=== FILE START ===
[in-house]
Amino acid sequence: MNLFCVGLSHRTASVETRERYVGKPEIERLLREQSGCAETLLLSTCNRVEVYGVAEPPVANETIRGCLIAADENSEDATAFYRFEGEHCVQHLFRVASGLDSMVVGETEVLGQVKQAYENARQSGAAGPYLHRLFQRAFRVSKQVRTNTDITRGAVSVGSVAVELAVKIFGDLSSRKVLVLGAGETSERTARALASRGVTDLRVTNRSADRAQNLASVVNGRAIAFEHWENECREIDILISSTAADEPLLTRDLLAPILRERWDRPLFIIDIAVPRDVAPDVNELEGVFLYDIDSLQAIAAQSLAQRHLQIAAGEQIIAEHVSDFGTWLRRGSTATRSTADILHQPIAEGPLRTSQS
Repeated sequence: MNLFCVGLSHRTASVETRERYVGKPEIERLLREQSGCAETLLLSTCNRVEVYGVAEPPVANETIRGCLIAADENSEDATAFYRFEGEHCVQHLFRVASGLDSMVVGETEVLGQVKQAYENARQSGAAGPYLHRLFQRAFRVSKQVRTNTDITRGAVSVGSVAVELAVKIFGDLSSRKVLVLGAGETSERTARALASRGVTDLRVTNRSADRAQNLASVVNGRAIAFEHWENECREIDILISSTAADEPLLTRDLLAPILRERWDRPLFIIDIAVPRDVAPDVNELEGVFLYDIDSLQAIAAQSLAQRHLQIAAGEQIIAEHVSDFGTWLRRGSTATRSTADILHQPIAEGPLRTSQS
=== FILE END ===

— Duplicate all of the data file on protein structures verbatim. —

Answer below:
[in-house]
Amino acid sequence: MNLFCVGLSHRTASVETRERYVGKPEIERLLREQSGCAETLLLSTCNRVEVYGVAEPPVANETIRGCLIAADENSEDATAFYRFEGEHCVQHLFRVASGLDSMVVGETEVLGQVKQAYENARQSGAAGPYLHRLFQRAFRVSKQVRTNTDITRGAVSVGSVAVELAVKIFGDLSSRKVLVLGAGETSERTARALASRGVTDLRVTNRSADRAQNLASVVNGRAIAFEHWENECREIDILISSTAADEPLLTRDLLAPILRERWDRPLFIIDIAVPRDVAPDVNELEGVFLYDIDSLQAIAAQSLAQRHLQIAAGEQIIAEHVSDFGTWLRRGSTATRSTADILHQPIAEGPLRTSQS
Repeated sequence: MNLFCVGLSHRTASVETRERYVGKPEIERLLREQSGCAETLLLSTCNRVEVYGVAEPPVANETIRGCLIAADENSEDATAFYRFEGEHCVQHLFRVASGLDSMVVGETEVLGQVKQAYENARQSGAAGPYLHRLFQRAFRVSKQVRTNTDITRGAVSVGSVAVELAVKIFGDLSSRKVLVLGAGETSERTARALASRGVTDLRVTNRSADRAQNLASVVNGRAIAFEHWENECREIDILISSTAADEPLLTRDLLAPILRERWDRPLFIIDIAVPRDVAPDVNELEGVFLYDIDSLQAIAAQSLAQRHLQIAAGEQIIAEHVSDFGTWLRRGSTATRSTADILHQPIAEGPLRTSQS